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People v. Kilgore

Supreme Court of Colorado, En Banc

January 13, 2020

In re The PEOPLE of the State of Colorado, Plaintiff,
v.
Joshua Edward KILGORE, Defendant.

Page 747

          Original Proceeding Pursuant to C.A.R. 21, La Plata County District Court Case No. 18CR644, Honorable Suzanne Fairchild Carlson, Judge

         Attorneys for Plaintiff: Philip J. Weiser, Attorney General, Emily B. Buckley, Assistant Attorney General, Denver, Colorado

          Attorneys for Defendant: Megan A. Ring, Public Defender, Anne Kathryn Woods, Deputy Public Defender, Durango, Colorado

         OPINION

         SAMOUR, JUSTICE.

         [¶1] District courts enjoy ample discretion in managing cases before trial, but that discretion is not unfettered. In criminal cases, a district court may not rely on its case-management discretion to order disclosures

Page 748

that exceed the discovery authorized by Rule 16 of the Colorado Rules of Criminal Procedure. Nor may a court require disclosures that infringe on an accused’s constitutional rights.

         [¶2] The district court in this case sua sponte ordered the parties to exchange exhibits thirty days before trial. The defendant, Joshua Edward Kilgore, protested, but the district court overruled his objection. Kilgore then filed a C.A.R. 21 petition, and we issued a rule to show cause. Because the district court’s order finds no support in Rule 16 and arguably infringes on Kilgore’s constitutional rights, we make the rule absolute.

          I. Procedural History

         [¶3] The prosecution has charged Kilgore with two counts of felony sexual assault. At arraignment, Kilgore pled not guilty to the charges, and the district court scheduled the matter for a jury trial.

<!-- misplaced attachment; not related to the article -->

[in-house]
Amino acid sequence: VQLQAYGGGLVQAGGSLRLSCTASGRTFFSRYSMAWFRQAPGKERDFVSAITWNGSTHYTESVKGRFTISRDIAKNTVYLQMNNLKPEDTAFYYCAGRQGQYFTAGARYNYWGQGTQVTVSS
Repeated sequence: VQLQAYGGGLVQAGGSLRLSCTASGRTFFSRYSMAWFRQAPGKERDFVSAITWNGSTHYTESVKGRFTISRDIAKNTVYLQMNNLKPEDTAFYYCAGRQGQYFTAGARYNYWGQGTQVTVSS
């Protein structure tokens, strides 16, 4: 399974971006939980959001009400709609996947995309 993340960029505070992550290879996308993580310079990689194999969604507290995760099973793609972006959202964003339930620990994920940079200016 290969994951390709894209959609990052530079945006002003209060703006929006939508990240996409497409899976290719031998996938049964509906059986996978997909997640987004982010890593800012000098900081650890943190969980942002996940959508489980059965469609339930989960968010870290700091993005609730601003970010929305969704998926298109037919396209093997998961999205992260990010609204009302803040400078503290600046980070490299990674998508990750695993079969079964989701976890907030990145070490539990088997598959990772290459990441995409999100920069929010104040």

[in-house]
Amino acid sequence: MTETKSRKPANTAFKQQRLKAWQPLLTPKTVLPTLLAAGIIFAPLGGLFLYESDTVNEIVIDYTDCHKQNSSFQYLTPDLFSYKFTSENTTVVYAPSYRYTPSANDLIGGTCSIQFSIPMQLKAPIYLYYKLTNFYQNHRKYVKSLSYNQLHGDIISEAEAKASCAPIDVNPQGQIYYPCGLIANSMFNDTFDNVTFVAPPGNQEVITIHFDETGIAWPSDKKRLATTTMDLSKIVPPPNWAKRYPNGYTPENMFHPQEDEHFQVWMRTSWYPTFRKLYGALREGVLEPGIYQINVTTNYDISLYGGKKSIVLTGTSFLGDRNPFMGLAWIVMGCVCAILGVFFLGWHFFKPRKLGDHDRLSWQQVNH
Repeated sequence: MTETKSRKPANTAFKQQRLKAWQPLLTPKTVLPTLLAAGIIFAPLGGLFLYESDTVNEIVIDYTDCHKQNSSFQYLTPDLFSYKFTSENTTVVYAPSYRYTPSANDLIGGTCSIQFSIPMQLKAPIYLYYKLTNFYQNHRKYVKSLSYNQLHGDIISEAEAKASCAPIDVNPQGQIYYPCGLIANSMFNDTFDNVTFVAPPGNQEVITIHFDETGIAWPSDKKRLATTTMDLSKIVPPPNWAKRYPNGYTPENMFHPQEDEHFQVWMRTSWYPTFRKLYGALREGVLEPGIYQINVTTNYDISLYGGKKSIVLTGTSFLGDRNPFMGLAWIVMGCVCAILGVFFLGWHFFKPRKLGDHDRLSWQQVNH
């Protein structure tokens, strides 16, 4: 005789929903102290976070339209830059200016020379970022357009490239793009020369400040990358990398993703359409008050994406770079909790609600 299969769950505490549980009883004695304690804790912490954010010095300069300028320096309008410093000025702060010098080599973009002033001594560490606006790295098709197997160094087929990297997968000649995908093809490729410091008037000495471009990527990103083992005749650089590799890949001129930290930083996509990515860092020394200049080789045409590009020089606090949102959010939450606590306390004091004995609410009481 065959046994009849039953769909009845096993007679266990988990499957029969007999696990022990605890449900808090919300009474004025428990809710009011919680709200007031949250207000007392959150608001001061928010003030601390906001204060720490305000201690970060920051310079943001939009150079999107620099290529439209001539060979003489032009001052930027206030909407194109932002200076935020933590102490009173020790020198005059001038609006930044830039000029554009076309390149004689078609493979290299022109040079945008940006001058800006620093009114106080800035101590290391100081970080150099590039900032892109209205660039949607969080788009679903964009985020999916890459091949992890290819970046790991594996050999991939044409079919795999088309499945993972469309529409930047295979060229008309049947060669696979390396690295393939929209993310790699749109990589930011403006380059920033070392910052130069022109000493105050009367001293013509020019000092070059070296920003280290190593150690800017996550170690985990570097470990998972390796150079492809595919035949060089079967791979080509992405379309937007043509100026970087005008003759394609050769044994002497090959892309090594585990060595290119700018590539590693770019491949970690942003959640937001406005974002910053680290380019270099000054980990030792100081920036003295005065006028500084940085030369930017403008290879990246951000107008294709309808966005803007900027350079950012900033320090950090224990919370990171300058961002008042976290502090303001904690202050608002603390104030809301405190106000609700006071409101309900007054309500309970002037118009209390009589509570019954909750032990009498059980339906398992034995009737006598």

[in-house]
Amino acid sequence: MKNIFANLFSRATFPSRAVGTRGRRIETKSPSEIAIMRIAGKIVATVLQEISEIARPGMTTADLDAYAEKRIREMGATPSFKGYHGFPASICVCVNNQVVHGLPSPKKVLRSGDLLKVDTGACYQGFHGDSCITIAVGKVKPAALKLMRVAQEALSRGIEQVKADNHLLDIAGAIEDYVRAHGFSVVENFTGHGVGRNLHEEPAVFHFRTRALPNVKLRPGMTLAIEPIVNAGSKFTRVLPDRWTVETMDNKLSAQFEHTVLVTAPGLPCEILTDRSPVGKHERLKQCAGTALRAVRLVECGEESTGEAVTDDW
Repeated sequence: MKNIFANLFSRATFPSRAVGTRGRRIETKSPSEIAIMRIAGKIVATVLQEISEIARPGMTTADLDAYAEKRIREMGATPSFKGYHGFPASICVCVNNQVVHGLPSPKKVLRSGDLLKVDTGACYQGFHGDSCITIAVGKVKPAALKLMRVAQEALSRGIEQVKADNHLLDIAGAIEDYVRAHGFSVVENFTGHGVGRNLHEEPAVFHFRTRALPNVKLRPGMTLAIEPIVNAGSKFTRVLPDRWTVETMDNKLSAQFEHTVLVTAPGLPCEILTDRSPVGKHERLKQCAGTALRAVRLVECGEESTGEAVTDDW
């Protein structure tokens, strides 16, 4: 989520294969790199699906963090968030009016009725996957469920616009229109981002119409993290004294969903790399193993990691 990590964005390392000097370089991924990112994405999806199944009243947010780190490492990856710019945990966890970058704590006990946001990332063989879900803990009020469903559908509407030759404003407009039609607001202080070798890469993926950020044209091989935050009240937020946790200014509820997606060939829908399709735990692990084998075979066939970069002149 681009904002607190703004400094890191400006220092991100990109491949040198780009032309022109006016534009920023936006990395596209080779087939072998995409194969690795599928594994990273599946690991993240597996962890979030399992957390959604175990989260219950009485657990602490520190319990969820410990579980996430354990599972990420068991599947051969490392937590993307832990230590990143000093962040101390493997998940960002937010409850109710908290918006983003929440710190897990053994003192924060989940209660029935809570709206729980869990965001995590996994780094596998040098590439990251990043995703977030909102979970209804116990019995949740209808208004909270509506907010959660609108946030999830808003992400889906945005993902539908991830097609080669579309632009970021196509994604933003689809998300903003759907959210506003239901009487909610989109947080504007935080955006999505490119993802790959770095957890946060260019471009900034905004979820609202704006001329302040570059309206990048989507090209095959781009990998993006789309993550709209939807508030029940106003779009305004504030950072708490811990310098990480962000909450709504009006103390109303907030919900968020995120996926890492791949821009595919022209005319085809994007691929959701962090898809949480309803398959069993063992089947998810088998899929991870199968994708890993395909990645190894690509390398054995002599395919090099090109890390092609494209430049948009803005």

[¶4] In the minute order it issued following the arraignment, the court indicated, among other things, that "exhibits [were] to be exchanged 30 days before trial" ("disclosure requirement" or "disclosure order"). The disclosure requirement was not prompted by a party’s request and appears to have been part of the court’s standard case-management practice. A couple of months later, Kilgore filed an objection, arguing that the disclosure requirement violated his attorney’s confidentiality obligations, the attorney-client privilege, the attorney work-product doctrine, and his due process rights (including his right to make the prosecution meet its burden of proof, his right to a fair trial, and his right to the effective assistance of counsel). Further, noted Kilgore, Rule 16 neither requires him to disclose, nor entitles the prosecution to receive, his exhibits before trial.

         [¶5] Although acknowledging the difficulty of ruling in a vacuum, the court ultimately overruled Kilgore’s objection. The court reasoned that requiring Kilgore to disclose his exhibits prior to trial would "foster[ ] efficiency and allow[ ] for a fair trial" without running afoul of his rights. Any exhibits not disclosed before trial, warned the court, would "not be used at trial."

         [¶6] Kilgore sought reconsideration of this ruling, but the court declined to alter it. Thereafter, Kilgore submitted a sealed motion detailing the specific reasons he opposed disclosing a particular exhibit.[1] Despite having this additional information, though, the court stood by its earlier ruling. It reiterated that "[t]rading trial exhibits such as the one discussed" in the sealed motion would "promote[ ] efficiency at trial." The court reminded ...


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